Rao and Stocco say their pilot study marks the first demonstration of noninvasive human-to-human brain interfacing. However, the lead researcher behind the rat-to-rat brain communication experiment and the monkey brain-cap system, Duke University's Miguel Nicolelis, said he didn't think the newly announced experiment represented true brain-to-brain communication.

"This is not a breakthrough brain interface, because the second subject has no choice," Nicolelis told NBC News. "A computer could have sent that signal to a magnetic stimulator, and the stimulator will make the movements happen. ... It's very similar to sending the signal to a muscle. There is no message in the electrical pulse."

Nicolelis said that the experiment was a nice demonstration, but that Rao, Stocco and their colleagues may have "pulled the trigger a little too quickly" on announcing their results. "I'm afraid that people will take this and think that we are one step from mind control, and this is not even close," Nicolelis said.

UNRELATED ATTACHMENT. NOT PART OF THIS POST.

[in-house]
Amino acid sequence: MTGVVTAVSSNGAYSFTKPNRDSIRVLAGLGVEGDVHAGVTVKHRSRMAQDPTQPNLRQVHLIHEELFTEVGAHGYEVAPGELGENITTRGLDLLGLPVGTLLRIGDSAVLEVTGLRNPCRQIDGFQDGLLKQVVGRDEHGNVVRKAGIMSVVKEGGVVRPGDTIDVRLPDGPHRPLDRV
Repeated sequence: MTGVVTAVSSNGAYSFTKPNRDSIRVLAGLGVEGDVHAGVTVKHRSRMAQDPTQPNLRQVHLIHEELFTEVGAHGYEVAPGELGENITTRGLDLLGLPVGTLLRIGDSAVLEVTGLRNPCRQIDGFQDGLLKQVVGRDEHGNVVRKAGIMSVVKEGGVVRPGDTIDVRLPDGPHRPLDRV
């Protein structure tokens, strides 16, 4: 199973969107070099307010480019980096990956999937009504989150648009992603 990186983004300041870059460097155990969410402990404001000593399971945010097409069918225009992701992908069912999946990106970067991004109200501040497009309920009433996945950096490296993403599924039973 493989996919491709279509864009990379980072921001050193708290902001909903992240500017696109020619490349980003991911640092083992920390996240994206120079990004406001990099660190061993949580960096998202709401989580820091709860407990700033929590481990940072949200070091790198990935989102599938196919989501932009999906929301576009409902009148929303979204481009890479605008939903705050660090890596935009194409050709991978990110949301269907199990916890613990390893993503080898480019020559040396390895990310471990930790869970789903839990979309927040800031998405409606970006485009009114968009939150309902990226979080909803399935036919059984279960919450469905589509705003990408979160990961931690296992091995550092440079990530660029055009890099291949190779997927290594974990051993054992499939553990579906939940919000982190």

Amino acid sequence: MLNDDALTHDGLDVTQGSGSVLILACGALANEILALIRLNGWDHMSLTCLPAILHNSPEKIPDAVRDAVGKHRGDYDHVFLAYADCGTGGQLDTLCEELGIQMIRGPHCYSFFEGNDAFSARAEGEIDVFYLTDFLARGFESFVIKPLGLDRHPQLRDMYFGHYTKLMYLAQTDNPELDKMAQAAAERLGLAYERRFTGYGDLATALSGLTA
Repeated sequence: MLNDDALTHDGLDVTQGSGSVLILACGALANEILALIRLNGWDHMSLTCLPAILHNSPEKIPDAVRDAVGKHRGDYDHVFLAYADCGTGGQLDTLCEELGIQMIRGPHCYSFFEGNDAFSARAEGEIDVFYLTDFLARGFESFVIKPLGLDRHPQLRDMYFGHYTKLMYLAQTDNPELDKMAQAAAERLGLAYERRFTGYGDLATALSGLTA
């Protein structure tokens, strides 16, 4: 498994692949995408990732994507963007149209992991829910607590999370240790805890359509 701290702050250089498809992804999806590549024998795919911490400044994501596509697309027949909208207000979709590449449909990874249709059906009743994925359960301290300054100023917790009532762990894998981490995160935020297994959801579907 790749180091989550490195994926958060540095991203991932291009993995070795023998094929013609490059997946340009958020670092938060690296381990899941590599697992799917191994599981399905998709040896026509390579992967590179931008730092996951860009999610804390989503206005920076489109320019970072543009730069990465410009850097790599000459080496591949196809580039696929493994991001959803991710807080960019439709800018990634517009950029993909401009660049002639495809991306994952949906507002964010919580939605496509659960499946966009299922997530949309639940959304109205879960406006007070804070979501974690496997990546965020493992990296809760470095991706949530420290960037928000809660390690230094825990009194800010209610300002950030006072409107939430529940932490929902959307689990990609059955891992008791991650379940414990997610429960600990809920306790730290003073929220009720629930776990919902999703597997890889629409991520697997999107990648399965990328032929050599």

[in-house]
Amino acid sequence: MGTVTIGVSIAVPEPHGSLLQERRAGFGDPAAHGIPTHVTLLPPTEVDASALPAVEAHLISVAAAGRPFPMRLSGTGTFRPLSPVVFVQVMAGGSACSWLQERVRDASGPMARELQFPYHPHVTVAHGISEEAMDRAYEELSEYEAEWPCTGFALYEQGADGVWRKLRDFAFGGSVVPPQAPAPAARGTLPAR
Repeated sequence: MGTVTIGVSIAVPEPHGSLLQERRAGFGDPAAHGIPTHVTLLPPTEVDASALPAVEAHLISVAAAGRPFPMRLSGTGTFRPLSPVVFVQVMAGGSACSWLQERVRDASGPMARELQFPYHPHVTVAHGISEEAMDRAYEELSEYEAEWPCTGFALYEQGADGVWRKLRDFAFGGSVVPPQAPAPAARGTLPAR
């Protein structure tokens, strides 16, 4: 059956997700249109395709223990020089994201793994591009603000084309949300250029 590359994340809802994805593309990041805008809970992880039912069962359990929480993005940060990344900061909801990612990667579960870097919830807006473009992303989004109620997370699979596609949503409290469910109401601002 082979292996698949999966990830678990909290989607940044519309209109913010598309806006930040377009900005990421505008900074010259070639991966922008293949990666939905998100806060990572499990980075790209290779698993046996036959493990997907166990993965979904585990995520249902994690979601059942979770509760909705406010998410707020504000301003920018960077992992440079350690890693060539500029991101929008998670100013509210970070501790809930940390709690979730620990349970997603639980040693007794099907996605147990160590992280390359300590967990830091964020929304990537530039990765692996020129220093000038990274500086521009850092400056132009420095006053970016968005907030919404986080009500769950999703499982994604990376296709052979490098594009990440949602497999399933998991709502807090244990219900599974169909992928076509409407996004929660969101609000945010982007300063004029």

Only the beginning
The University of Washington researchers acknowledged that their experiment was conceptually simple. Rao stressed that their signaling system deals only with on-off signals, rather than a person's thoughts. Also, the system can't be used to force subjects to do anything against their will.

“I think some people will be unnerved by this because they will overestimate the technology," said Chantel Prat, who is a UW psychology professor as well as Stocco's wife and research partner. "There’s no possible way the technology that we have could be used on a person unknowingly or without their willing participation."